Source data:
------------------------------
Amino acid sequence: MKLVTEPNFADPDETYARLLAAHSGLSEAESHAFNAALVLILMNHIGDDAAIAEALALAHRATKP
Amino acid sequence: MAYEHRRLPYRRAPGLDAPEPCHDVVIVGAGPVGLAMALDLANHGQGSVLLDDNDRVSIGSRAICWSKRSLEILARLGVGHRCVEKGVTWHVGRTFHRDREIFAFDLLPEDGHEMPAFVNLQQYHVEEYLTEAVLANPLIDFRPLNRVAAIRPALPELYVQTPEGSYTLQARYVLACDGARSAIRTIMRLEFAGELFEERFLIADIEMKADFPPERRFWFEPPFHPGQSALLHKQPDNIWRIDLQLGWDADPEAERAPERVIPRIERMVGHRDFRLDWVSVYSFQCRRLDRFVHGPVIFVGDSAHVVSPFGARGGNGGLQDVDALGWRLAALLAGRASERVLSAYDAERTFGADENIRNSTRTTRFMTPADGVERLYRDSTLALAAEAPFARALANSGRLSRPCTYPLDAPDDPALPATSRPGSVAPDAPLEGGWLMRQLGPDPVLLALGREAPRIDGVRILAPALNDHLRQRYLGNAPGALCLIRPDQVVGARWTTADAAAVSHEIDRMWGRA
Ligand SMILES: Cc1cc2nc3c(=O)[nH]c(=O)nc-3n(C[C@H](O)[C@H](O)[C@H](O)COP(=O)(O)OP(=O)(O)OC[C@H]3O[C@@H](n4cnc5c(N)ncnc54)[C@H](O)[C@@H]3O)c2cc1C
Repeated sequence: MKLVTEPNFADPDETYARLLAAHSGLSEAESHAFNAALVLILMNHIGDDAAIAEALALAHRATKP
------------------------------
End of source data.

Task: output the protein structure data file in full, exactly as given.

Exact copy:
Amino acid sequence: MKLVTEPNFADPDETYARLLAAHSGLSEAESHAFNAALVLILMNHIGDDAAIAEALALAHRATKP
Amino acid sequence: MAYEHRRLPYRRAPGLDAPEPCHDVVIVGAGPVGLAMALDLANHGQGSVLLDDNDRVSIGSRAICWSKRSLEILARLGVGHRCVEKGVTWHVGRTFHRDREIFAFDLLPEDGHEMPAFVNLQQYHVEEYLTEAVLANPLIDFRPLNRVAAIRPALPELYVQTPEGSYTLQARYVLACDGARSAIRTIMRLEFAGELFEERFLIADIEMKADFPPERRFWFEPPFHPGQSALLHKQPDNIWRIDLQLGWDADPEAERAPERVIPRIERMVGHRDFRLDWVSVYSFQCRRLDRFVHGPVIFVGDSAHVVSPFGARGGNGGLQDVDALGWRLAALLAGRASERVLSAYDAERTFGADENIRNSTRTTRFMTPADGVERLYRDSTLALAAEAPFARALANSGRLSRPCTYPLDAPDDPALPATSRPGSVAPDAPLEGGWLMRQLGPDPVLLALGREAPRIDGVRILAPALNDHLRQRYLGNAPGALCLIRPDQVVGARWTTADAAAVSHEIDRMWGRA
Ligand SMILES: Cc1cc2nc3c(=O)[nH]c(=O)nc-3n(C[C@H](O)[C@H](O)[C@H](O)COP(=O)(O)OP(=O)(O)OC[C@H]3O[C@@H](n4cnc5c(N)ncnc54)[C@H](O)[C@@H]3O)c2cc1C
Repeated sequence: MKLVTEPNFADPDETYARLLAAHSGLSEAESHAFNAALVLILMNHIGDDAAIAEALALAHRATKP